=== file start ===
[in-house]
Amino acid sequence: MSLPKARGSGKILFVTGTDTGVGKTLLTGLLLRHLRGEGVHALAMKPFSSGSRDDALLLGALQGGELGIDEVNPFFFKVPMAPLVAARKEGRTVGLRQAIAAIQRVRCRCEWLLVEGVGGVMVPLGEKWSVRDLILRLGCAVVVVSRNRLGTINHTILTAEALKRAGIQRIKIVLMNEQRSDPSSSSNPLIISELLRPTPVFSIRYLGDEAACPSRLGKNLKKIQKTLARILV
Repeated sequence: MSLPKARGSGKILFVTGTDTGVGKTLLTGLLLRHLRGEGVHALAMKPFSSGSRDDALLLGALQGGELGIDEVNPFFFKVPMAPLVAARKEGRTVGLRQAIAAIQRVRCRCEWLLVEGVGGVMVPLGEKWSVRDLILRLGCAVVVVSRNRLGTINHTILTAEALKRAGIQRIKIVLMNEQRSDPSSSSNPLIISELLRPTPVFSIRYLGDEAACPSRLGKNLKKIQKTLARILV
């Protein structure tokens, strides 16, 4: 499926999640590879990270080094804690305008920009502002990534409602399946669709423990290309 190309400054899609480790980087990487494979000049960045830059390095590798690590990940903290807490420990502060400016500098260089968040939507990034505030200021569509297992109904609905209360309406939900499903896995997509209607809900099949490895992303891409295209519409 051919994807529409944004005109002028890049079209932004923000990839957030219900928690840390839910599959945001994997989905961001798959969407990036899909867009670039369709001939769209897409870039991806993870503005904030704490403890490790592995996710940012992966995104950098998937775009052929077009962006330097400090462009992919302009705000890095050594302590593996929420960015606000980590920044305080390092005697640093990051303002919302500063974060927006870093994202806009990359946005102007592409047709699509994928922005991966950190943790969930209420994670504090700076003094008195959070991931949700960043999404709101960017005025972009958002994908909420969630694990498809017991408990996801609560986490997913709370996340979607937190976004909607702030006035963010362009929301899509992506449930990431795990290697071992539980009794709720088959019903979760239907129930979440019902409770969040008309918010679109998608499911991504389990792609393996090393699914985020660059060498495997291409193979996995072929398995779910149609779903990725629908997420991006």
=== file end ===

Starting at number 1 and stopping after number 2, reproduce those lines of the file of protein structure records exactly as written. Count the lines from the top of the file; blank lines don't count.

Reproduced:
[in-house]
Amino acid sequence: MSLPKARGSGKILFVTGTDTGVGKTLLTGLLLRHLRGEGVHALAMKPFSSGSRDDALLLGALQGGELGIDEVNPFFFKVPMAPLVAARKEGRTVGLRQAIAAIQRVRCRCEWLLVEGVGGVMVPLGEKWSVRDLILRLGCAVVVVSRNRLGTINHTILTAEALKRAGIQRIKIVLMNEQRSDPSSSSNPLIISELLRPTPVFSIRYLGDEAACPSRLGKNLKKIQKTLARILV